Smart phones and tablets are now commonplace on the construction job site.  Are your cell phone policies as outdated as the original the flip phones that you issued to your employees? Do you even have a cell phone policy?


Given the legal risks involved with your superintendents, project managers and other employees, you should should be adequately prepared. If you haven’t revisited your cell phone and computer use policies recently—or don’t have any—below are some major issues to consider:

  1. Claims, claims, claims.  No longer are construction disputes limited to the written documents between the parties.  More and more litigation (or arbitration) involves discovery of texts, emails and photographs for proving or disproving your claims.  Any written policy should address use of cell phones and tablets with an eye for document preservation.  Are change orders being discussed by text?  What photos of an accident?  And did you think about use of personal email accounts by your project members?  All of these issues need to be addressed.
  2. Let’s Talk about Sex(ting). Cell phones cameras, video and audio recorder capabilities, and text functions can be an employer’s worst nightmare when it comes to harassment and discrimination claims. They can be used discretely, anywhere, anytime, and leave an undisputable record. Thus, revise your harassment policies if they do not address electronic devices and activities outside of work, including those on social media.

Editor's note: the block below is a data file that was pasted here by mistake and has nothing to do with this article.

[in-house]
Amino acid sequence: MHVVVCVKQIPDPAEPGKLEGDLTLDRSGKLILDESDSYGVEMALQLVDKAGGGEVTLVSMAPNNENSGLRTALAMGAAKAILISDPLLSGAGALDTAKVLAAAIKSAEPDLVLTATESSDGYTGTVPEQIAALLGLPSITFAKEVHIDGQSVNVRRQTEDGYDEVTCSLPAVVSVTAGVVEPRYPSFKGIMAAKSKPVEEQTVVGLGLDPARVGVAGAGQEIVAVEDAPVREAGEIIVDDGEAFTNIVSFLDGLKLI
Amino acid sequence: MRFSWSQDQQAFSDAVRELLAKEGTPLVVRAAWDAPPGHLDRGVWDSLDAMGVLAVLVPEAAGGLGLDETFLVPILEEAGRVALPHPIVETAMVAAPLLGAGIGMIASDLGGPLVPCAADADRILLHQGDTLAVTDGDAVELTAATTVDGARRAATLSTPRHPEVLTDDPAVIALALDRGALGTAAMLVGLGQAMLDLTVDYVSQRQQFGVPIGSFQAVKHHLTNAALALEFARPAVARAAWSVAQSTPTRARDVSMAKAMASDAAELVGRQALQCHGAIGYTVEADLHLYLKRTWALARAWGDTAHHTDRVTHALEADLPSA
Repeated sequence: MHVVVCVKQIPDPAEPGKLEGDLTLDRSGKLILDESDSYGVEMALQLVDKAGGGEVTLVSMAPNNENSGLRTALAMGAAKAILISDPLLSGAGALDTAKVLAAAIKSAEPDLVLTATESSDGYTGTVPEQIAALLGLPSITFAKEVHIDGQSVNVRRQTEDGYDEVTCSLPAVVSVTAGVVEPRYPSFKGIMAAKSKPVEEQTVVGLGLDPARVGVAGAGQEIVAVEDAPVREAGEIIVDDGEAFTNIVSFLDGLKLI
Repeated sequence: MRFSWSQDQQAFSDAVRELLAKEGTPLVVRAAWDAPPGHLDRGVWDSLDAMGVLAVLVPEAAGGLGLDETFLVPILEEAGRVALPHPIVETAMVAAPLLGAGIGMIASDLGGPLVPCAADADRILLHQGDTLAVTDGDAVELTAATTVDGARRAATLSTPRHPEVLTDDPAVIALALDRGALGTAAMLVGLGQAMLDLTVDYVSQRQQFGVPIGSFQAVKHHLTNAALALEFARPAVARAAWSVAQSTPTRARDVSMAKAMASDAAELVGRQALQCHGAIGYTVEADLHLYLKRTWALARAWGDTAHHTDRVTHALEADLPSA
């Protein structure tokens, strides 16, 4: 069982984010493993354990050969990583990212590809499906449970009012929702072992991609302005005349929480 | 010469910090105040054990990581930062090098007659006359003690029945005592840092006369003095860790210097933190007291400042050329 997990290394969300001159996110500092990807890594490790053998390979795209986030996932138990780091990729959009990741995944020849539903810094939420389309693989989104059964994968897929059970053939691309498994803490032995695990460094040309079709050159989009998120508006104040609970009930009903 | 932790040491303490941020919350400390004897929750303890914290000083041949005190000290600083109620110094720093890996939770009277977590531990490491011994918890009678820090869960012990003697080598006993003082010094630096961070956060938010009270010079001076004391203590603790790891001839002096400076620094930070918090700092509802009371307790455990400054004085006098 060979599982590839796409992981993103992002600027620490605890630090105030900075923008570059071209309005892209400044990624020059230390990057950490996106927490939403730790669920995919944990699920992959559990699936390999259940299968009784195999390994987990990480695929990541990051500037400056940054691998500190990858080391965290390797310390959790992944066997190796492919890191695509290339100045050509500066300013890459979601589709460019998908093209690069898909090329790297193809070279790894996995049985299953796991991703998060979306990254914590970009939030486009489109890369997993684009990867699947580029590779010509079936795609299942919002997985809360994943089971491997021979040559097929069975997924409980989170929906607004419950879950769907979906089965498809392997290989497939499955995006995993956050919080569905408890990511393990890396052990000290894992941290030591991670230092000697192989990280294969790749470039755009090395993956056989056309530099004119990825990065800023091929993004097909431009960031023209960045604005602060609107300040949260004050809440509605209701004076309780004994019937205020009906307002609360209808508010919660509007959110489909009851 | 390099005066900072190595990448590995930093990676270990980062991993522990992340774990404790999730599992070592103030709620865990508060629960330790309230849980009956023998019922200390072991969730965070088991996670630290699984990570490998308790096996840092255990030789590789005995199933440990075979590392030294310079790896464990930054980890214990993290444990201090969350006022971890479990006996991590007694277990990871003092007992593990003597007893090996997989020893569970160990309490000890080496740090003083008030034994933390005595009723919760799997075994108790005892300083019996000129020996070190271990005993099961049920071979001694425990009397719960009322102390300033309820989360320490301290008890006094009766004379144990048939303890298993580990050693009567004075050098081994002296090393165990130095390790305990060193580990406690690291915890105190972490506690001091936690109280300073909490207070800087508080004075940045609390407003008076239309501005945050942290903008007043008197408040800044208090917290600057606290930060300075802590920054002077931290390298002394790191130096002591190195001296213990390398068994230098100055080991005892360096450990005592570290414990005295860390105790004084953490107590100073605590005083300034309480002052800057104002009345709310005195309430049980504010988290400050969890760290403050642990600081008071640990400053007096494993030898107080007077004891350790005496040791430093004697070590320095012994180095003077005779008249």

3. Keep Your Secrets Secret. Cell phones are often used by departing or disgruntled employees to transfer your company’s confidential information. Moreover, lost cell phones can expose your company’s business, customer and employee information to third parties. Make sure you have protocols identifying and protecting confidential information, require the return of an employee’s equipment at the end of his or her employment, and implement internal procedures for locking the employee out of your computer network.
  4. The Always Connected Employees. Time spent responding to emails, texting, and handling phone calls outside of normal work hours can be compensable for non-exempt employees. Review your practices and policies to address these issues and, just as importantly, train your employees and supervisors on the best practices.
  5. Don’t Text and Drive. Employers can be liable for employee accidents that occur while they are distracted by texting or on the phone. Employees must be prohibited—and disciplined as appropriate—from texting while operating vehicles or using heavy machinery, or engaging in other behavior that would distract their attention. Thus, evaluate your employees’ job responsibilities and address risk areas.
  6. Don’t Forget about the NLRB. Did you think the National Labor Relations Board would not have an opinion on cell phones at work? The NLRB seemingly contends that, under many circumstances, non-supervisor employees have a right to use their cell phones at work to record video and take pictures. The NLRB has not drawn clear lines on what is and is not permitted, but review your policies and consult with legal counsel for the best practices.

Ignoring the realities of cell phones in the workplace is no longer an option. All employers must draft policies addressing the varied legal risks and monitor this ever changing legal environment. While this post addresses key issues with cell phones on the project site, employers should consult with legal counsel to determine what practices best fit your workplace and where legal lines can be drawn.

[Thanks to fellow labor and employment attorney, Matthew Scully, for contributing to this post!]

Image: Scott Lewis